My dad and mom sought out Flippo and made a strong connection through me. I can imagine the smile on my dad’s face as he danced to these historic callers and cuers!

Neeca Flippo and Barbara Lane sat at the back of the stage, clapping and enjoying their husband’s music and friendship. Norman and Nadine Merbach sat beside them, proud of their star, Flippo.

Lee Kopman wowed everyone with a variety of new moves he’s created in that other world with unfamiliar names and calls I can’t even imagine!

The highlight of this special dance came when this trio invited other callers to join them. The crowd went crazy when their favorites took the stage, yet it appeared the dancers loved all of the callers. Flippo honored his mentors from Abilene, Texas to be the first on the stage during this part of the dance: Betty Casey, J. C. Wilson, Bob Sumrall and Owen Renfro. When they finished, they circled Flippo and celebrated his successful career and their part in it.

Bob Fisk
Bob Fisk

As always, Flippo enjoyed the breaks between tips, socializing with friends. He teased Bob Fisk about his full head of hair. Beryl Main reminded Flippo of his lost suitcase and all the fun they had being “The Chaparral Boys.”  When that topic came up, Jerry Haag joined in the reverie, and Flippo recalled Jerry’s Brenda Flea after party routine.

The Chaparral Boys
The Chaparral Boys

A cluster of callers gathered around Ed Gilmore, an icon in the calling world. Joe Lewis stood near Ed, and Flippo joined them. Flip had always been in awe of Joe Lewis as his hero.

Arnie Kroenberger
Arnie Kroenberger

When the music stopped, Flippo heard a familiar voice and saw a crowd of dancers huddled around Arnie Kronenberger, and immediately he knew Arnie was telling his favorite joke—cleaned up for sure.

Dave Taylor
Dave Taylor

As he surveyed this collection of callers, Flip eyed Dave Taylor and moved towards him.  As they hugged and reconnected, they remembered their countless dances they worked together, especially their trip to England and Dave’s driving on “the wrong side of the road.”

Al "Tex"Brownlee
Al “Tex” Brownlee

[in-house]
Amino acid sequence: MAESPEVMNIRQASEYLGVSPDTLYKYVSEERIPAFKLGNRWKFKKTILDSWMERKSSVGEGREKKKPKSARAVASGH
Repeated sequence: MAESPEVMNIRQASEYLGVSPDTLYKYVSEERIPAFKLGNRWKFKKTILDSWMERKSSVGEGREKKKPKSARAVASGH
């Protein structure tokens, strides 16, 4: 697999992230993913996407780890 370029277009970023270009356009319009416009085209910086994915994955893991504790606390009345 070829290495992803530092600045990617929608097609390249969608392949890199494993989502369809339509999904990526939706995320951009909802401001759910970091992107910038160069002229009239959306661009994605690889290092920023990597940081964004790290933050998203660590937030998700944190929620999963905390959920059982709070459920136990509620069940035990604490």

After the next tip, Al “Tex” Brownlee shouted, “Flippo, come on over here!” He waved a pair of handcuffs at Flip and began laughing at that hilarious trick he pulled on Flip. Flippo wondered how Tex could tell any of his jokes here, but Tex assured him that he had clean versions.

Bill and Phyllis Speidel
Bill and Phyllis Speidel

Flippo relished his dancer friends as much as his caller/cuer friends. He approached Bill and Phyllis Speidel with a laugh. Bill had his magician outfit on, and he grabbed Bob Fisk to remind him about his cowboy hat that appeared to be ruined so many years ago.

Then Flippo rushed to Whitey Puerling and hugged him close. With tears in his eyes, he recalled their trip to Spain and the Easter parade they never found. Another couple nudged Flippo, Joe and Cricket Young. He left Whitey and visited with them. As happened so often for Flippo when he was at a square dance event—he didn’t have enough time to spend with each friend!

Cal Golden

When Cal Golden took the stage in his glittery costume, the dancers roared. Other callers made their appearance: Bob Page with his wife Nita, Bob Van Antwerp, and Bill Castner. I love it when multitude callers sing together. Later Max Forysth and Johnnie Wykoff joined Bob Yerington and Johnny Davis on stage. Bob and Al Brundage also performed for the crowd. The night ended with C. O. Guest, Billy Lewis and Hotsy Bacon.

After the dance, Harper and Ray Smith organized the after party, the party after the dance, and they are created with its’ beginning. They featured Singing Sam Mitchell and Flippo applauded the loudest—he loved Sam’s singing voice.

This memorable celebration of Dia de los Muertos, square and round dance style, ended in the wee hours of eternity—remember, no time in heaven! As you can see, the beat goes on, and square and round dancing continues to flourish in the next world. Someday I’ll see you there!


~Visit my blog from last week about Día de los Muertos: https://laradasbooks.com/2020/11/01/dia-de-los-muertos-a-celebration-of-the-dead/

~HAVE YOU ORDERED A PERSONALLY AUTOGRAPHED COPY OF THE FLIPPO BIOGRAPHY?   AVAILABLE NOW! Go to the homepage on my website and pay for it there: https://www.laradasbooks.com

ALL FOUR E-BOOK FORMATS OF FLIPPO’S BIOGRAPHY AVAILABLE NOW:

~Visit my web site for all the information you need about me and my books:  https://www.laradasbooks.com

~ Visit my Etsy Shop for 25% off individual paperback titles. Good until December 20, 2020. Here’s the coupon link: https://www.etsy.com/shop/LaradasReadingLoft?coupon=25OFFSANDIA1220INDIV